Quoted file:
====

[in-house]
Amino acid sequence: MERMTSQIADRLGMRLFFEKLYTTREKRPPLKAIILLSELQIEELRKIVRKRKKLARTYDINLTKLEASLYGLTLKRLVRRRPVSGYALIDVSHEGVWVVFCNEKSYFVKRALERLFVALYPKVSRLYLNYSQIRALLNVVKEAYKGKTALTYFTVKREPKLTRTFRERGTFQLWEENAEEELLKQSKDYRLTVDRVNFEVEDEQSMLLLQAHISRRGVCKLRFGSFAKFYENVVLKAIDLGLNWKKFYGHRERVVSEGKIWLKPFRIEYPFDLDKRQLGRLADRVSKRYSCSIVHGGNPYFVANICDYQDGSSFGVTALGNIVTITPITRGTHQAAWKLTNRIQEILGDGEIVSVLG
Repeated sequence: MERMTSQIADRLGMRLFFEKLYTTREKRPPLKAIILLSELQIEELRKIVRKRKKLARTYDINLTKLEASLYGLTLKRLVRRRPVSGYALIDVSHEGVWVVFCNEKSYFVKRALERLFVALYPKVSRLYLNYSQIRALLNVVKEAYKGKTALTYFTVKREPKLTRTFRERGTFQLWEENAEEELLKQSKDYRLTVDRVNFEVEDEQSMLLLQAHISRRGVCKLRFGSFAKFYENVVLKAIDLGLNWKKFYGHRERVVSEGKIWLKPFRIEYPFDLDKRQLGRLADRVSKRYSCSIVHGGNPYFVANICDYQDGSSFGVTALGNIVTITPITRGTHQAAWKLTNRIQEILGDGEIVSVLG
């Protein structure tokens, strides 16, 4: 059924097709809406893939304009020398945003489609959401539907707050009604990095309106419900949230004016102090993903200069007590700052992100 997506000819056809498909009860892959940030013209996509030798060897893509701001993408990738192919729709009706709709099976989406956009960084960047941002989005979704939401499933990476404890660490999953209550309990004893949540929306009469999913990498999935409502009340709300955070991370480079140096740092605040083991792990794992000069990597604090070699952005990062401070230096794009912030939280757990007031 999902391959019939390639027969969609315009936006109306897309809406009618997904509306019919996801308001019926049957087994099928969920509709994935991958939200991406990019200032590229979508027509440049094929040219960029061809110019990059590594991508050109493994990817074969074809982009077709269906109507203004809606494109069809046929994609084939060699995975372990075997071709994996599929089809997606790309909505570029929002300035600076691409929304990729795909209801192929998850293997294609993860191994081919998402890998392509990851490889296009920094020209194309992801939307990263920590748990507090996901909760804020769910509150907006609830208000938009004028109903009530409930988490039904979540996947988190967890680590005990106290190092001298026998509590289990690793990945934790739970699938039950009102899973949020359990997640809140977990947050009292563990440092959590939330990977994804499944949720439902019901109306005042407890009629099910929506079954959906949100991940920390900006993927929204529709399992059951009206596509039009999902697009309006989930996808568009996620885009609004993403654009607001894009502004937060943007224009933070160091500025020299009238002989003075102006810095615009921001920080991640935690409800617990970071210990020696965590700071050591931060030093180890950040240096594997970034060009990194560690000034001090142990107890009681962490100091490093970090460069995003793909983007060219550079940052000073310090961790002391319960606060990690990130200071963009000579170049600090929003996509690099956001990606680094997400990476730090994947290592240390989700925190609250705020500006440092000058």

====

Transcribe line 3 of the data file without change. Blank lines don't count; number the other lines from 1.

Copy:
Repeated sequence: MERMTSQIADRLGMRLFFEKLYTTREKRPPLKAIILLSELQIEELRKIVRKRKKLARTYDINLTKLEASLYGLTLKRLVRRRPVSGYALIDVSHEGVWVVFCNEKSYFVKRALERLFVALYPKVSRLYLNYSQIRALLNVVKEAYKGKTALTYFTVKREPKLTRTFRERGTFQLWEENAEEELLKQSKDYRLTVDRVNFEVEDEQSMLLLQAHISRRGVCKLRFGSFAKFYENVVLKAIDLGLNWKKFYGHRERVVSEGKIWLKPFRIEYPFDLDKRQLGRLADRVSKRYSCSIVHGGNPYFVANICDYQDGSSFGVTALGNIVTITPITRGTHQAAWKLTNRIQEILGDGEIVSVLG